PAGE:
By SAW HTUN
The Irrawaddy News
I lived in a military compound during my youth, when my father was an army officer and Burma was still ruled by the Burmese Socialist Party Program under Gen Ne Win.
In the final years of the Ne Win regime, two incidents occurred which I can still remember very distinctly. One was a storm warning that put everyone in the small-town base where we lived on alert. When the storm hit, soldiers were ordered to patrol the town to come to the assistance of any who might need it. This included not only government officials, but also people living in surrounding villages.
The other episode involved a major fire which destroyed several buildings and threatened many lives. Soldiers were promptly sent to prevent looting and to save children and the elderly from the conflagration. They also quickly tore down thatched roofs to prevent the fire from spreading uncontrollably.
As dramatic as these events were, however, they don’t compare to the night of May 2-3, when Cyclone Nargis tore through Rangoon. Fortunately, my family and I live in a flat about half-way up a tall building, so we were safe from danger. But after we put our children to bed, my wife and I spent a sleepless night, on constant watch like two soldiers who did not want to miss the battle raging all around us.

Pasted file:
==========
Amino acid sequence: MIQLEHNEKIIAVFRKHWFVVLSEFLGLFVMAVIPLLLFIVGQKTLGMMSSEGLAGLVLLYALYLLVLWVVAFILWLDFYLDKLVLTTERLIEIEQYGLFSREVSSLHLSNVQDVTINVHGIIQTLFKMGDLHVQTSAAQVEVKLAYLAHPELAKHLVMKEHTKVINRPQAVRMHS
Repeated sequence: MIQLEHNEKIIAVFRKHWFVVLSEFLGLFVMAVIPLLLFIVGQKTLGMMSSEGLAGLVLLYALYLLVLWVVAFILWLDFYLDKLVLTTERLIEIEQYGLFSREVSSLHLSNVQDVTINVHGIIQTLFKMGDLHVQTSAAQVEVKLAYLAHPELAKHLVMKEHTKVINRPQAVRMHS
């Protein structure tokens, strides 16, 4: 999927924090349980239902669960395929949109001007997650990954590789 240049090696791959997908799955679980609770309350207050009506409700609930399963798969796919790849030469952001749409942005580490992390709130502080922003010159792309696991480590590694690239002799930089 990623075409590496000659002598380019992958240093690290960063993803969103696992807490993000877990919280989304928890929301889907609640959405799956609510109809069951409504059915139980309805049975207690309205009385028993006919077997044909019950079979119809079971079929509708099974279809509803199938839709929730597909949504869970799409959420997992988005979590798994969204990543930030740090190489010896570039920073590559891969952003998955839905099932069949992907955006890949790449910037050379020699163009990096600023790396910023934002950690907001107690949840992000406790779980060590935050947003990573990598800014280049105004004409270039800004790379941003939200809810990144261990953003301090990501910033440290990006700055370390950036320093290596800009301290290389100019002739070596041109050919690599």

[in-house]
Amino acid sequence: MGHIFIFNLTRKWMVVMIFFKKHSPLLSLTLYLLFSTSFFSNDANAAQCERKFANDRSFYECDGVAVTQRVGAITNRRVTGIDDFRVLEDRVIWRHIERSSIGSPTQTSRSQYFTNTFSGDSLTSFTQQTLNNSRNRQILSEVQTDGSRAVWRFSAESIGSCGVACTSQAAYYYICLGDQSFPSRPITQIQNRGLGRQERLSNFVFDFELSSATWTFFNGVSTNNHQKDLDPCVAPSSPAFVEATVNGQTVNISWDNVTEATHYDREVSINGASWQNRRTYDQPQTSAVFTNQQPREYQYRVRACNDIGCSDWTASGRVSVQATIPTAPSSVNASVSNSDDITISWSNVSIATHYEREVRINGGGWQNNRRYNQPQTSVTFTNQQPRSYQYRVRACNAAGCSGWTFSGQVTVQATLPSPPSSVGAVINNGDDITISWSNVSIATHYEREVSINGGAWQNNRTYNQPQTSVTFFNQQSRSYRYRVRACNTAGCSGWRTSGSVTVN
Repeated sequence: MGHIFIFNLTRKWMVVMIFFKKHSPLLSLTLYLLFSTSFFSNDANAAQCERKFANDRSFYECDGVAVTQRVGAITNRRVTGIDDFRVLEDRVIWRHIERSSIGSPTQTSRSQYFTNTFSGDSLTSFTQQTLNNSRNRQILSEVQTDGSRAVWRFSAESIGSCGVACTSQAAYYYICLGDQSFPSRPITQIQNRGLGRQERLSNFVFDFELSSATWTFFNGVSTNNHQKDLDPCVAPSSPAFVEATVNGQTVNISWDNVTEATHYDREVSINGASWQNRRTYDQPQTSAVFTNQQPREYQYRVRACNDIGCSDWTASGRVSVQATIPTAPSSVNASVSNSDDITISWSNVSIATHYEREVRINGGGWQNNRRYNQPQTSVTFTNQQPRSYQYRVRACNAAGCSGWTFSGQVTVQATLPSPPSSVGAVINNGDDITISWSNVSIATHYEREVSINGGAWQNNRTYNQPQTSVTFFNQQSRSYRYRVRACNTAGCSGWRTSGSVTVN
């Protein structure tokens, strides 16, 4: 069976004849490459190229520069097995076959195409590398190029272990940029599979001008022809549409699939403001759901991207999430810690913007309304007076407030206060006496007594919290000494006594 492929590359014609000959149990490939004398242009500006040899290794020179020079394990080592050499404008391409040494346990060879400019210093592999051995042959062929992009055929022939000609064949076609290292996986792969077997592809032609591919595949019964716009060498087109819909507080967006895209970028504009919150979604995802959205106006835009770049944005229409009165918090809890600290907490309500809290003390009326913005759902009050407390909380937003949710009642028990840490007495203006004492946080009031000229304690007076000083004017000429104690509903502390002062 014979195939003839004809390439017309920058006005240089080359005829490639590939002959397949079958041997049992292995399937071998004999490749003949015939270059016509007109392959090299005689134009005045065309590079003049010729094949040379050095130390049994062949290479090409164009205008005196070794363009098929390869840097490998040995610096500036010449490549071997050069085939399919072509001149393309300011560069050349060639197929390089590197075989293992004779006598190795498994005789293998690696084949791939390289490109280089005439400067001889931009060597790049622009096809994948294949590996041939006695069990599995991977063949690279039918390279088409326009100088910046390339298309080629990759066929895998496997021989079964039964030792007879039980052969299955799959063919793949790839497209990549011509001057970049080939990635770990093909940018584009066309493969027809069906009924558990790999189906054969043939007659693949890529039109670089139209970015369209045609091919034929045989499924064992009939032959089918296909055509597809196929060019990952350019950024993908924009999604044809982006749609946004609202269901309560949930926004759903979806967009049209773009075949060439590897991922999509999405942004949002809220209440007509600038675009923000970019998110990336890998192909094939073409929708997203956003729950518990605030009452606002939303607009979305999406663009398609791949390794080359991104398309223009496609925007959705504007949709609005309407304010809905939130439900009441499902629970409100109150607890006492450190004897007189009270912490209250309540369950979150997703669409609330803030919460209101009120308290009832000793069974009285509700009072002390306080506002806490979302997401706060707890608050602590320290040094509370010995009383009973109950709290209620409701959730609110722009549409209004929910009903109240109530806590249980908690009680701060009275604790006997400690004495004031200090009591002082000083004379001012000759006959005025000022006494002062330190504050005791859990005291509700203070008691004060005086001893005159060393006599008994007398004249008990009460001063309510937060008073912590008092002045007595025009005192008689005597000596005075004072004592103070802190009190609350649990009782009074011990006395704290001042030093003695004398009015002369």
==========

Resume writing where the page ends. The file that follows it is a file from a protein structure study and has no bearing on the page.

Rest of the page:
Outside we saw taxis and small cars driving with great care, as if they were clinging to the asphalt for all they were worth. Sheets of corrugated zinc flew through the air like paper. We even saw a few foolish people trying to walk in the streets, struggling against the incredibly powerful wind and rain. We worried ceaselessly about our friends and relatives in other parts of the city.
The next day, I was even more surprised by what I saw—or rather, by what I did not see.
Rangoon looked like a battleground, with trees toppled everywhere. Roads were impassable, and the city was at a standstill. The only signs of life were Buddhist monks—some of them helped by youths in their distinctive hip-hop garb—cutting the massive trunks and branches with handsaws to make them easier to clear from the roads.
Instinctively, I looked for soldiers, who were never in short supply in military-ruled Burma (whereas monks have been noticeably less visible in Rangoon since last September, when they dared to challenge the ruling regime’s authority). But they were nowhere to be seen.
Where were the soldiers? Some people suggested that they were waiting for orders from the generals. But I knew from experience that orders from on high were not required in these circumstances. Any commanding officer could have put his men to work. After all, the natural response to a natural disaster is action, not paralysis.
Personally, I suspected that the soldiers were reluctant to show themselves because they believed that the cyclone had been sent as punishment for their actions last September, when they mistreated and killed Buddhist monks. Many ordinary Burmese had suggested as much, half in jest, but perhaps the soldiers really believed it and were afraid to face the wrath the nature.
Meanwhile, we started to hear horrific stories coming from the Irrawaddy delta, which was much more severely affected by the cyclone than Rangoon. We received this news via the BBC and VOA: Local radio stations and the state-run television station were silent on the impact of the disaster in the delta. Like many other people in Rangoon, we started to think about ways to help.